October 2017

Gender and Unemployment

Gender and Unemployment
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Intro

How does unemployment impact men and women’s wellbeing?

Existing research provides clear evidence that the effect of unemployment goes well beyond a loss in earnings (Winkelmann and Winkelmann, 1998), it has a detrimental impact on individuals’ happiness and their satisfaction with life (see, for example, Binder and Coad, 2015 for Britain; Blanchflower and Oswald, 2004 for the US; Ferreira et al., 2016 for southern Europe; Kassenboehmer and Haisken-DeNew, 2009 for Germany; Milner, 2016 for Australia; Powdthavee, 2007 for South Africa; Urbanos-Garrido and Lopez-Valcarcel, 2015 for Spain). Although people have a tendency to adapt to important life events such as marriage, divorce, birth of a child etc., the negative effect of unemployment on life satisfaction persists (Clark et al., 2008; Clark and Georgellis, 2013). Life satisfaction drops upon unemployment and it never gets back to the pre-unemployment levels, even when returning to employment. That is, people never fully adapt to unemployment (Clark et al., 2001; Clark et al., 2008; Hahn et al., 2015; Lucas et al., 2004; Oesch and Lipps, 2013).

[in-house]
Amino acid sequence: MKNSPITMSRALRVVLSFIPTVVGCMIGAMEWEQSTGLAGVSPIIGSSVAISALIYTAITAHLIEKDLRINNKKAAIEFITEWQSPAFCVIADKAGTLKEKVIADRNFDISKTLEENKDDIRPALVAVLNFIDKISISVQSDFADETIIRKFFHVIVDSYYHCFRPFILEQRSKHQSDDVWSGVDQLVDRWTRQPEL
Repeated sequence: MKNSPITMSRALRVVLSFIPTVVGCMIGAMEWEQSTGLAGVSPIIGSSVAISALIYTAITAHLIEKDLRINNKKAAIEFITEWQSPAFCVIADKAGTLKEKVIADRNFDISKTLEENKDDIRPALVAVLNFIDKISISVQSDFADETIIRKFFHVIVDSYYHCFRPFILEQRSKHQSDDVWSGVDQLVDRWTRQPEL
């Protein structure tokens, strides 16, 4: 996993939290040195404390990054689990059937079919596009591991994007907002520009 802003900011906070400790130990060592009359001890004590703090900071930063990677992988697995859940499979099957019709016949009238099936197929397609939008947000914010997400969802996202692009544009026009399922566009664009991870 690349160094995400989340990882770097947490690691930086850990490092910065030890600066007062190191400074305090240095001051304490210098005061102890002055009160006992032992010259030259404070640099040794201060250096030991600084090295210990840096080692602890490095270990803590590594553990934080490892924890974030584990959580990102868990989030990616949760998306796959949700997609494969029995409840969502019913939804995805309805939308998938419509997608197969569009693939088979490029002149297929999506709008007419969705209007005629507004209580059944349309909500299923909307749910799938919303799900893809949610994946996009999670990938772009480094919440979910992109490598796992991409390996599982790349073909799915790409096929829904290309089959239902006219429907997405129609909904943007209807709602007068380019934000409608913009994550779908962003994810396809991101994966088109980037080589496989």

Close Intro

What are the key findings?

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